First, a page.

In addition, still referring to
The modular receiving portion 26 has a pair of generally rectangular openings 40. The modular receiving portion 26 has a series of tabs 42 that extend into each of the openings 40.
The mounting portions 22 and 24 of the bracket 20 define a wall surface plane 72. The modular receiving portion 26 of the bracket 20 is to the right of the wall surface plane 72 in the Figure and located in the outlet box 46. The modular receiving portion 26 receives the modular connectors 60 in the rectangular openings 40. The tabs 42, as seen in
In one arrangement, the tabs 42 and opening 40 are sized such that the tabs 42 are left on or broken off to coincide with modular connector height of 0.760 inches, 0.775 inches, or 0.790 inches.
Still referring to
The modular receiving portion 26 defines a connector receiving plane 74 which is at an angle α relative to the wall surface plane 72. By placing the modular receiving portion 26 at an angle α, which is non-planar with the wall surface plane 72, the cable extending from the modular connector 60 is positioned to connect a short cable to the device such as a telephone shown in
In an arrangement, the outlet box 46, the adapted cover 48, and the face plate 78 that the bracket 20 interacts with are industry standard sizes. The bracket 20 is compatibility with existing devices.
It is recognized that various types of devices can be mounted to the wall 64 and overlie the outlet box 46 with the bracket 20.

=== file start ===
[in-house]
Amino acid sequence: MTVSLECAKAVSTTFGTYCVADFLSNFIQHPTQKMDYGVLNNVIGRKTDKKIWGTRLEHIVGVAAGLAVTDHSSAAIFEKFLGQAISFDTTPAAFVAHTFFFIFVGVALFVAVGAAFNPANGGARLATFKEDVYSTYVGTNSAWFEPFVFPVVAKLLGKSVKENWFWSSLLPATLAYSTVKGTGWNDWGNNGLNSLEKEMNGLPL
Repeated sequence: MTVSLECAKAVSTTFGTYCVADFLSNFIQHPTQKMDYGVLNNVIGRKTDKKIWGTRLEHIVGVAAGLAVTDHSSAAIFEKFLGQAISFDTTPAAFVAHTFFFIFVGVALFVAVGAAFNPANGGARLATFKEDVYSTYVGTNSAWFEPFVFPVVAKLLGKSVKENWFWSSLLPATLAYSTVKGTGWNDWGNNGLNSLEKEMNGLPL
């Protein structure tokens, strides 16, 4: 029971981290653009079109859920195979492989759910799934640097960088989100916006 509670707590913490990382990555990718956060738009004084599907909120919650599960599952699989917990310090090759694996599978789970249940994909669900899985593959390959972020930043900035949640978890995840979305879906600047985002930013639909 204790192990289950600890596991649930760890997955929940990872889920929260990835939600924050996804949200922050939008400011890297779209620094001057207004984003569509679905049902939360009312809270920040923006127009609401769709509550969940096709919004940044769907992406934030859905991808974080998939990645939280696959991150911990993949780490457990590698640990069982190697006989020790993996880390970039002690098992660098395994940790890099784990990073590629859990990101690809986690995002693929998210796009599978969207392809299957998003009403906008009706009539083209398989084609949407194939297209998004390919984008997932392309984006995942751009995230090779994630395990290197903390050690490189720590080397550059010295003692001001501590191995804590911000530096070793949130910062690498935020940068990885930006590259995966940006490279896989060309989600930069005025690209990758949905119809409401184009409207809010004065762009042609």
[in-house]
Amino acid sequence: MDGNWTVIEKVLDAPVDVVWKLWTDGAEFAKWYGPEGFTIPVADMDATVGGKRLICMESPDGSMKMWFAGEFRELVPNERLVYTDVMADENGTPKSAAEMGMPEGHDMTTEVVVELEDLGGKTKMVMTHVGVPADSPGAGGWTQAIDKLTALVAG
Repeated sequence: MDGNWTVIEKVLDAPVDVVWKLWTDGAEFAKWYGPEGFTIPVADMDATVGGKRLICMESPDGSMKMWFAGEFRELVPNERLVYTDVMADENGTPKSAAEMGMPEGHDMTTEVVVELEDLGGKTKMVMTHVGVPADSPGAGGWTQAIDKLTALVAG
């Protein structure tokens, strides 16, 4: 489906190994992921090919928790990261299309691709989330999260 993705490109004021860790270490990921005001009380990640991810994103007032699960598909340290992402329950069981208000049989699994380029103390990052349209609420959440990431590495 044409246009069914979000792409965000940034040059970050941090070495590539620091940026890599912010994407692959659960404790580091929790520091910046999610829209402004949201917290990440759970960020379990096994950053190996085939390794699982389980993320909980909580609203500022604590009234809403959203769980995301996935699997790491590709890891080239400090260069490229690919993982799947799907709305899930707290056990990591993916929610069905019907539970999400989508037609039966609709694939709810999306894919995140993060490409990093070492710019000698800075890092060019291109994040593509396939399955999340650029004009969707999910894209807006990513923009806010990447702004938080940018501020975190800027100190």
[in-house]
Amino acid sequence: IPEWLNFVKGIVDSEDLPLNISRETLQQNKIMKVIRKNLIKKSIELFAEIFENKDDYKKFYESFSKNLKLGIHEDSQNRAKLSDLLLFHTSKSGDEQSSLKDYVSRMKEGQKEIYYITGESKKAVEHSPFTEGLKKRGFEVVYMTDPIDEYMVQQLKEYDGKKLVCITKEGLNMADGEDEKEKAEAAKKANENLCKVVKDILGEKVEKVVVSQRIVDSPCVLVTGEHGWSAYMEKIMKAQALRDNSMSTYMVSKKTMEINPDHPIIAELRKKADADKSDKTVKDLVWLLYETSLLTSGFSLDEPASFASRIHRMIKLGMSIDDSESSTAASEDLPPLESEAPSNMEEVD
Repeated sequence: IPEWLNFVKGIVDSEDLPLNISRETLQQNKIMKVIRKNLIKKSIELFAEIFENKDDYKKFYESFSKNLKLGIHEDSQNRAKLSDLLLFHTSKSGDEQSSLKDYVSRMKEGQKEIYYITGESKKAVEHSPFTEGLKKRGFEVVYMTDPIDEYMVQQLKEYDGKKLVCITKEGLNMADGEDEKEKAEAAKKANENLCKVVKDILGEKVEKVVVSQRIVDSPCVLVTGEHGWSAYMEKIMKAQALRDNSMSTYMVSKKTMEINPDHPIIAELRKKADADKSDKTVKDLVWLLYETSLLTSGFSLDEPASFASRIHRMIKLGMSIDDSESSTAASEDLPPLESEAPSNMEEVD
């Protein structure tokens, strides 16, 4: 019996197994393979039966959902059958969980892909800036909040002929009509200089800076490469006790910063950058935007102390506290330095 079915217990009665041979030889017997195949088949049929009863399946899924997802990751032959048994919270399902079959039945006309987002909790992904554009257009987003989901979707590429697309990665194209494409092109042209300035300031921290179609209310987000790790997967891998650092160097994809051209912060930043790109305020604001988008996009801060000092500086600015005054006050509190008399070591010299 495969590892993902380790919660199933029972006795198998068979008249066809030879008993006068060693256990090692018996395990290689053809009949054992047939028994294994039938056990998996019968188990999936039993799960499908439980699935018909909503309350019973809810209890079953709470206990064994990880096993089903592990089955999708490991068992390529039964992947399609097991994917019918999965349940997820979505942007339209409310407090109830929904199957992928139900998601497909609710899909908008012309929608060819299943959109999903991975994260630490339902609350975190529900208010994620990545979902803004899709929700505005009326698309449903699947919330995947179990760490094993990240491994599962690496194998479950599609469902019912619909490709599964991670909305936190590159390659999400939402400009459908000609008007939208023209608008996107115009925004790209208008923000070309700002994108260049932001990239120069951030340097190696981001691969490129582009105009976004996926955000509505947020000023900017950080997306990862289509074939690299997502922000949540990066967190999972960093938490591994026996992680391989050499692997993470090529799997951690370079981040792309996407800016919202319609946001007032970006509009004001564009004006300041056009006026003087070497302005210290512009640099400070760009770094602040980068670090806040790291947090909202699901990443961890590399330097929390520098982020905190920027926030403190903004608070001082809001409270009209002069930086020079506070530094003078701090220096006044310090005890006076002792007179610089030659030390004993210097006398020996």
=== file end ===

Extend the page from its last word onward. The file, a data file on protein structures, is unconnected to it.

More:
In the embodiments shown in
It is recognized that in some arrangements, the device such as a camera 114 may be mounted adjacent to and not connect directly through the box and the bracket. For example, the camera could be mounted directly to an adjacent stud. Even in arrangement where the device such as a camera is not secured to the bracket, the bracket still secures the modular connector. A face plate can be mounted over the modular connector. The face plate can be removed and replaced without disturbing the modular connector.
While this invention has been particularly shown and described with references to preferred embodiments thereof, it will be understood by those skilled in the art that various changes in form and details may be made therein without departing from the spirit and scope of the invention as defined by the appended claims.
While in the embodiments shown, only one type of connector is shown in each embodiment, it is recognized that multiple styles of connectors can be located in a single outlet box. For example, both network cabling connectors, such as a CAT5 or CAT6 RJ45, and a co-axial cable module connectors can be adjacent to each other in the rectangular openings 40 of the modular receiving portion 26. In addition, while two rectangular openings 40 are shown in the modular receiving portion 26, it is recognized that the modular receiving portion 26 can have various numbers of openings including 1, 2, and 4.
While in the arrangement shown in
It is recognized that the bracket 20 can be formed of many types of materials. For example, the bracket 20 can be stamped from sheet metal. In the alternative, it can be formed from a hardened plastic.
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|U.S. Classification||439/539, 439/536|
|Cooperative Classification||H01R13/74, H01R13/60|
|Apr 7, 2006||AS||Assignment|
Owner name: CISCO TECHNOLOGY, INC., CALIFORNIA
Free format text: ASSIGNMENT OF ASSIGNORS INTEREST;ASSIGNORS:LINDNER, LEONARD SCOTT;PELLEGRINO, DANIEL;REEL/FRAME:017749/0265
Effective date: 20060406
|Jan 10, 2011||FPAY||Fee payment|
Year of fee payment: 4
|Jan 12, 2015||FPAY||Fee payment|
Year of fee payment: 8